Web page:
i. In the case of a ruling elder:

The office of ruling elder is based upon the kingship of our Lord Jesus Christ, who provided for his church officers who should rule in his name. Paul and Barnabas “appointed . . . elders in every church”; and Paul commanded that those who “rule well be counted worthy of double honor, especially those who labor in the word and in teaching.” In this passage the Scriptures distinguish between elders who labor particularly in the Word and in doctrine—usually called ministers or pastors—and elders who join with the minister in the government and discipline of the church—generally called ruling elders.

It is the duty and privilege of ruling elders, in the name and by the authority of our ascended king, to rule over particular churches, and, as servants of our great shepherd, to care for his flock. Holy Scripture enjoins them: “Take heed unto yourselves, and to all the flock, in which the Holy Spirit hath made you bishops, to feed the church of God, which he purchased with his own blood.” As a consequence, ruling elders must be zealous in maintaining the purity of the ministration of the Word and sacraments. They must conscientiously exercise discipline and uphold the good order and peace of the church. With love and humility they should promote faithfulness on the part of both elders and deacons in the discharge of their duties. Moreover, they should have particular regard to the doctrine and conduct of the minister of the Word, in order that the church may be edified, and may manifest itself as the pillar and ground of the truth.

If they are to fill worthily so sacred an office, ruling elders must adorn sound doctrine by holy living, setting an example of godliness in all their relations with men. Let them walk with exemplary piety and diligently discharge the obligations of their office; and “when the chief shepherd shall be manifested,” they “shall receive the crown of glory that fadeth not away.”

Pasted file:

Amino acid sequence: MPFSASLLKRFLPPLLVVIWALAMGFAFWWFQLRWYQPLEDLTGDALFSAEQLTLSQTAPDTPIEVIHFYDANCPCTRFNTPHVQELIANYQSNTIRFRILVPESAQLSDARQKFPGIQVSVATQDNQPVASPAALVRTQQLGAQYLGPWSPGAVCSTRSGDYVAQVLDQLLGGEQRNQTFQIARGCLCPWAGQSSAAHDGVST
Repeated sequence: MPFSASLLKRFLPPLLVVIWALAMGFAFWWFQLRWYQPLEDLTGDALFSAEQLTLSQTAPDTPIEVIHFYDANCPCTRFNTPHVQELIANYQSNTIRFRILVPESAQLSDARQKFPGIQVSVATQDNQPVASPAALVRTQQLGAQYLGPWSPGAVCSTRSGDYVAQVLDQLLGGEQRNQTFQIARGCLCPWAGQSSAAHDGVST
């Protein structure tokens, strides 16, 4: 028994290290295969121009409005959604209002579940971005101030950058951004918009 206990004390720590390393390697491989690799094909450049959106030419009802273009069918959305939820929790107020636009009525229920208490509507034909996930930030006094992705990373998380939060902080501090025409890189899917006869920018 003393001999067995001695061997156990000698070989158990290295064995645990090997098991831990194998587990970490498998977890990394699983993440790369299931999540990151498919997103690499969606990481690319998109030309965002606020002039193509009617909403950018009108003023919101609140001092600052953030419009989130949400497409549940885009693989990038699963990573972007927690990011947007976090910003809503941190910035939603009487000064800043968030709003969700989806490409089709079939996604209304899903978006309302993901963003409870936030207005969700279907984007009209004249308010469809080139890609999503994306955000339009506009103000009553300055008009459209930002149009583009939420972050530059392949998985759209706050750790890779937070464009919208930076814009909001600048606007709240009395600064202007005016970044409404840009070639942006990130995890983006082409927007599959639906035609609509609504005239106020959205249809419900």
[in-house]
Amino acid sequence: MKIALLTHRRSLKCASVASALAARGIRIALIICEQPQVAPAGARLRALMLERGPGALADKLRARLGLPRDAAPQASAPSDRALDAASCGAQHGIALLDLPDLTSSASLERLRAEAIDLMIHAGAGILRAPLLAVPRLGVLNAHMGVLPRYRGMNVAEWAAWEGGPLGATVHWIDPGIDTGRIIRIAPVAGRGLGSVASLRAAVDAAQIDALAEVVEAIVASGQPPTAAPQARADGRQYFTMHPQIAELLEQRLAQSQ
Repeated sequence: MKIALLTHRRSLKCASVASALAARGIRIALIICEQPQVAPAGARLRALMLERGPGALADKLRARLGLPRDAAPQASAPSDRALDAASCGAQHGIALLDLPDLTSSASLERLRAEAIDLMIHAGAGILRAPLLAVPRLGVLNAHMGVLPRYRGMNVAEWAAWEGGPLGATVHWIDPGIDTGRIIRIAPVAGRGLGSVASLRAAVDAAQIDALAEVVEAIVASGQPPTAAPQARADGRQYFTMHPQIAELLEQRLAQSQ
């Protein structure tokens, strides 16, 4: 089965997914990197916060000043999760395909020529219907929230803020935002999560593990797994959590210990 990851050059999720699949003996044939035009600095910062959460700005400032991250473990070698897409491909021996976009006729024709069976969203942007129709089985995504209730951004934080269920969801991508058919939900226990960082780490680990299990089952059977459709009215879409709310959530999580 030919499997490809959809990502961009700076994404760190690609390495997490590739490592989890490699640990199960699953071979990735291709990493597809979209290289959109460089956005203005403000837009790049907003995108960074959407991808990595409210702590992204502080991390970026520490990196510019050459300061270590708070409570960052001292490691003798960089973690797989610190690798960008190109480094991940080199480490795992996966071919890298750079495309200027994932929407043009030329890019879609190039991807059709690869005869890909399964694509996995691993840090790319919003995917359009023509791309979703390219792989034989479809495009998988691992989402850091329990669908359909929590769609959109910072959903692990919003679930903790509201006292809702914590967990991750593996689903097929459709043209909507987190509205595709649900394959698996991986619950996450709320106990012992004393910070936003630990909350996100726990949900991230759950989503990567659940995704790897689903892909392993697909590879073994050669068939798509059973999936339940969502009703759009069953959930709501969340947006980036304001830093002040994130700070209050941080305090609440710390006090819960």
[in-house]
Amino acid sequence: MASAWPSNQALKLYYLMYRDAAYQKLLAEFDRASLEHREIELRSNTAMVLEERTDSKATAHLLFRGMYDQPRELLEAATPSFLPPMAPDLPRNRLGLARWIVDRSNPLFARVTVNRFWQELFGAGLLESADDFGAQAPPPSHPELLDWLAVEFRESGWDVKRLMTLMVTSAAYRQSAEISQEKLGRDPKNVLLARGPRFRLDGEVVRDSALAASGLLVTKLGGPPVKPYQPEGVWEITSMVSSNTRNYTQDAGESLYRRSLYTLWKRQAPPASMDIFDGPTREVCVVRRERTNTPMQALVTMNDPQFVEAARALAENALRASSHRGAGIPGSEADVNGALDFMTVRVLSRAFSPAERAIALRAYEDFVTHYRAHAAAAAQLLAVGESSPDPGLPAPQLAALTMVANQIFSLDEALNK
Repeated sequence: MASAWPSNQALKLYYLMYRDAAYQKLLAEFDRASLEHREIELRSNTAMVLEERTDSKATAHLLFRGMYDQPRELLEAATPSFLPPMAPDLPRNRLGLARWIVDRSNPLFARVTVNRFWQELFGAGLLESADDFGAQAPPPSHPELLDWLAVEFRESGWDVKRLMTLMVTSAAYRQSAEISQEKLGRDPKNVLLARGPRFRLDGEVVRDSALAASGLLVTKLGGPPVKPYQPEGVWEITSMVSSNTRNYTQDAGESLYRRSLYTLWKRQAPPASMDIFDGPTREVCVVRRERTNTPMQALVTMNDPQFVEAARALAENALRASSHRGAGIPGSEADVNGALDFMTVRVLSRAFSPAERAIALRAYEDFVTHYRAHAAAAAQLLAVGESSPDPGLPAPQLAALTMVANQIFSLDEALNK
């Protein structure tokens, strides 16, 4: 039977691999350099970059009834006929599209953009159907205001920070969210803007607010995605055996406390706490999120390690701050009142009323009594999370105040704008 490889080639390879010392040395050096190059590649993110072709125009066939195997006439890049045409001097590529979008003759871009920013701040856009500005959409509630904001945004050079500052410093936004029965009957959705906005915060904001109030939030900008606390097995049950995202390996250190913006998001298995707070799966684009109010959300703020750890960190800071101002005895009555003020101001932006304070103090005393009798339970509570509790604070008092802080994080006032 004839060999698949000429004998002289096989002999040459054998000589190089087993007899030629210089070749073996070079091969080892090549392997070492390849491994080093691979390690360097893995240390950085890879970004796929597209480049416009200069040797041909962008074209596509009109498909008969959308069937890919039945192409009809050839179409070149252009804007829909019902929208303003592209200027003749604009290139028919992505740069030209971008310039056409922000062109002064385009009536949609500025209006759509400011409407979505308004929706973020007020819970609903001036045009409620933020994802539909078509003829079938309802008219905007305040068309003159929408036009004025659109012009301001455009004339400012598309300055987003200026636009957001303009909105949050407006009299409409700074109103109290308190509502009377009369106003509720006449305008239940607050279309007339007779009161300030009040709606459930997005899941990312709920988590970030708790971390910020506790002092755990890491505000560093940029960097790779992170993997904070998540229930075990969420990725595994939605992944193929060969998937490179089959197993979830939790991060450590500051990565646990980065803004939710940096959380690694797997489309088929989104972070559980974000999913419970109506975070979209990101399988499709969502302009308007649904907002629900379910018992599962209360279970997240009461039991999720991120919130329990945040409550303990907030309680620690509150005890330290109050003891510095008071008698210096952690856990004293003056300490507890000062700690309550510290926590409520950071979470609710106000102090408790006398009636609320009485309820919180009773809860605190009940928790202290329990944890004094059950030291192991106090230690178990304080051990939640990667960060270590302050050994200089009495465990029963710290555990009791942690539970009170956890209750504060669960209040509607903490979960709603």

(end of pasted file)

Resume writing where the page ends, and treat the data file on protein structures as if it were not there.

ii. In the case of a deacon:

The office of deacon is based upon the solicitude and love of Christ for his own people. So tender is our Lord’s interest in their temporal needs that he considers what is done unto one of the least of his brethren as done unto him. For he will say to those who have ministered to his little ones: “I was hungry, and ye gave me to eat; I was thirsty, and ye gave me drink; I was a stranger, and ye took me in; naked, and ye clothed me; I was sick, and ye visited me; I was in prison, and ye came unto me.”

In the beginning the apostles themselves ministered to the poor, but subsequently, in order that they might be able to devote themselves wholly to prayer and the ministry of the Word, they committed that responsibility to others, having directed the people to choose men of good report, full of the Holy Spirit and of wisdom. Since the days of the apostles the church has recognized the care of the poor as a distinct ministry of the church committed to deacons.

The duties of deacons consist of encouraging members of the church to provide for those who are in want, seeking to prevent poverty, making discreet and cheerful distribution to the needy, praying with the distressed and reminding them of the consolations of Holy Scripture.